Unmask internet trolls’ real identities to prevent abuse, MP argues

Jess Phillips, the Labour MP for Birmingham Yardley, has suggested that disclosure of real identities to platforms such as Twitter and Facebook could help fight abuse directed at victims online.

At the Cheltenham Science Festival, Gloucestershire, Phillips discussed how social media could be reclaimed from people using the platforms to hurl abuse at others. This practice is popularly referred to as “trolling” (a term which originally had a different, less insidious meaning).

Phillips has been subjected to extensive abuse on Twitter and other platforms; she described having received 600 rape threats in a single evening and being threatened with violence every day to the point that she stopped counting the incidents. As a left-of-centre woman politician who frequently speaks out on issues of social justice, Phillips is among the most popular targets for trolls in the UK and has been targeted by trolls from the left and right.

If you speak as a feminist, she said: “You will suffer a huge amount of internet trolling”. While she was able to treat the abuse as “water off a duck’s back”, she said that this behaviour could have a harmful effect on democracy by discouraging people from becoming involved in politics.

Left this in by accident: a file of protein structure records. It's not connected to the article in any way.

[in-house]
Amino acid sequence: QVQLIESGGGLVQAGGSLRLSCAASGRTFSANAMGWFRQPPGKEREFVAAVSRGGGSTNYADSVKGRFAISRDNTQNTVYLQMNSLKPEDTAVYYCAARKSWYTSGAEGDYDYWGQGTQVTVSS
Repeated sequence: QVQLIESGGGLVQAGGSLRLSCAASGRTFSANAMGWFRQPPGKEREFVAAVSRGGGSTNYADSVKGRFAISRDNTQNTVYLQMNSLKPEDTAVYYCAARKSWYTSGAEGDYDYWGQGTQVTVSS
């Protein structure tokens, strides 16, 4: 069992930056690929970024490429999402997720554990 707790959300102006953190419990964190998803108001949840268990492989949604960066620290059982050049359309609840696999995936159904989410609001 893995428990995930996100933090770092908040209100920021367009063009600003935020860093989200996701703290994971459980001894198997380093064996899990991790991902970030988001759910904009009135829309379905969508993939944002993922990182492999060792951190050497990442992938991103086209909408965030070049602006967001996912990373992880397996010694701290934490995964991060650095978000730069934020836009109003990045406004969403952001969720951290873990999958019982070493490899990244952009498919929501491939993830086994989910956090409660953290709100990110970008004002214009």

The Committee on Standards in Public Life published a report last year warning that trolls could be deterring women from entering politics and other public roles.

“I have to say I don’t feel I am physically in any danger and I don’t think my children are in any danger,” said Phillips. “However, where it does worry me […] is when it affects our democracy.”

Phillips suggested that this abuse could be lessened if users were forced to disclose their real identities to social media companies.

“I personally have come to the viewpoint that I don’t think people should be allowed to be completely anonymous online anymore. I don’t mind if people appear online for all sorts of really reasonable reasons,” she added that some groups of people – such as whistleblowers – had a genuine need to remain anonymous online.

She suggested that rather than making the identities of all social media users public, users could be required to disclose their identities to Facebook, Twitter and other social media companies as a safety precaution.

Phillips comments follow a speech made by Prime Minister Theresa May at the G7 summit, in which she called on internet companies to work harder to prevent the “vile” harassment of women online. May suggested that tools already used to remove extremist content could also be deployed to target virulent, violent misogyny online.

Meanwhile, Ben Wallace, the Minister for Security, has suggested that internet users should be issued with digital IDs which render them traceable if they engage in bullying and abusive behaviour online.

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